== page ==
What Denominations Believe in the Real Presence and Who Actually Has It

Two part questions:

  1. What denominations believe in the real presence?

I need to point out that I am not interested in arguing the merits of the different arguments. I just want to know who claims to have the real presence. We can argue about who actually does in another thread.



Uh oh…I didn’t mean for this to be that kind of a thread. I really thought the answer was going to be more cut and dry. Here’s hoping the discussion can be civil.

I think it can be civil. But the answers will depend on the respondents. I suspect you want the Roman Catholic position on this, and you may get more than that.


I agree with this. Anglicans and Lutherans who believe in the Real Presence aren’t going to accept only the Catholics and Orthodox have it.

From a Catholic perspective.

Catholics, Orthodox, most Anglicans, and Lutherans typically claim a real presence.

Catholics and Orthodox have it.

Yep. But I certainly accept that that is what a RC should affirm.

OTOH, there are the OCs and PNCC who have valid/illicit orders.


  1. The Assyrian Church, Catholics, Old Catholics (including those no longer or never in communion with Utrecht), Orthodox, Oriental Orthodox, Lutherans and most Sedevacantist Schismatics are the only ones who immediately and without reservation declare the real presence.

Some Anglicans profess belief in the real presence, while others tend towards the “pneumatic presence” taught by Reformed traditions. Still others even veer into Zwinglian territory. Methodists are likewise all over the place, not surprisingly, given their Anglican origins.

Reformed, Baptists, Pentecostals, etc almost invariably believe in nothing stronger than the pneumatic presence, though aside from that upper limit their positions vary from congregation to congregation.

  1. In Rome’s view, only the Catholics, Old Catholics, Orthodox, and Oriental Orthodox and the Sedevacantist Schismatics possess the real presence, as only these are believed to possess valid Holy Orders. There might be a conditional recognition of Anglican eucharists, especially if the Anglican priest in question is from a lineage originating with the Old Catholics or is a former Catholic priest.

From the viewpoint of the others, the Anglicans, Lutherans, and possibly Old Catholics are the most generous and would say all of them have it.

The Orthodox opinion can vary, some rigorist Orthodox believing that Latin orders have suffered a deficiency which renders sacraments invalid, while others recognize Roman orders and sacraments as valid even if illicit (basically the mirror of Rome’s view of them). Nevertheless whatever their view on Rome, Orthodox (without any exception I’ve ever met) consider Protestant sacraments invalid. Note though, Anglicanism presents a tricky subject here as everywhere.

The Oriental Orthodox are analogous to the Orthodox. Likewise for the Assyrian Church.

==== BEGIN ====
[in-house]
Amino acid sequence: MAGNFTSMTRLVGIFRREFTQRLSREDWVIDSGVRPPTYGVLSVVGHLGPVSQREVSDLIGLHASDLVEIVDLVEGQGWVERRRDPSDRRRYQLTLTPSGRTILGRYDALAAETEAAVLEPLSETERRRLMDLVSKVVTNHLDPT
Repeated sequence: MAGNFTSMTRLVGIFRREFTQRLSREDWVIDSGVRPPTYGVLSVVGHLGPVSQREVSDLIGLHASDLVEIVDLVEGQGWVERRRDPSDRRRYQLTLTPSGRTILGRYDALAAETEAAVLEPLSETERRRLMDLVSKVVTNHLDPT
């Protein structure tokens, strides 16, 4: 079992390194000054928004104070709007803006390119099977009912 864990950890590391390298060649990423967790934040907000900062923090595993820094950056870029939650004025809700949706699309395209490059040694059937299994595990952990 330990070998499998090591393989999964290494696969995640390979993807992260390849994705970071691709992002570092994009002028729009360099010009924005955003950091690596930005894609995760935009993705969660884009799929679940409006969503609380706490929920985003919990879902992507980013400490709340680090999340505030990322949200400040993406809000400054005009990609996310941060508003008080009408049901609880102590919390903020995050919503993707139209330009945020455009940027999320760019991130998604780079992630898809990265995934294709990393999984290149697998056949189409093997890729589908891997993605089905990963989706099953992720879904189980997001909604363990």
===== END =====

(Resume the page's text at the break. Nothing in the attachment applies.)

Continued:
Good survey.

Anglicans…tricky and motley.


I posted this photo on another thread of a Lutheran altar and tabernacle. That explains it all.

With the Roman Big 6, eh? Has Trent come to Wittenberg? :wink:

Lutherans believe we never left the Holy Catholic Church and are a professing movement within the Church Catholic.

The issue of holy orders as it applies to Apostolic Succession confirms that Lutherans have a valid priesthood and sacraments.

I’m no liturgical scholar, but I’ve heard from some high churchmen friends that the use of six candles on the altar is a use of Roman origin that only spread throughout Europe and the world via the exportation of the Tridentine liturgy. So it was something to be rejected as a point of pride. I’m sure someone else out there knows for sure though.

Oh, now I see what you were referring to :o

BTW, appreciate your astute summaries.

I dunno. We use 6, sometimes 8, for Mass.


Indeed that was a though, though I don’t know how accurate. It might have been in our “if Rome does it, we must do the opposite” stage.

Arthur Carl Piepkorn - "The Conduct of the Service,”

It is proper to light the altar candles for all services. The Lutheran use is to have two single beeswax candles, set near the extremities of the altar, either on the gradine or as close as possible to the back of the mensa, if there be no gradine. Six candles is a Counter-Reformatory Roman use

That said, now days we sometimes have four or six for appropriate times.

While individuals within the church are allowed to hold their own opinion. Concepts such as “Valid but illicit” have no real meaning to us. It is a Latin turn of phrase.

The Churches stance on the matter is that we have the Real Presence and whatever God wishes to do in other communities is his business. The Church doesn’t deny it exists elsewhere, but it doesn’t confirm it either.

True and I do but I prefer not to go round saying non-Catholic Christian ecclesial communities lack apostolic succession, lack valid orders, have no valid Eucharist, ergo thay can’t possibly have the Real Presence. There you’ve made me say it.:smiley:

I knew it all the time.


That I don’t doubt.

You gave me the impression I ought to be saying it as a Catholic.:shrug:

It might be current, authentic teaching of the Church. I don’t feel comfortable reiterating it to my fellow Christians. I don’t see what I can achieve by doing it.

I did it in the end in irony.

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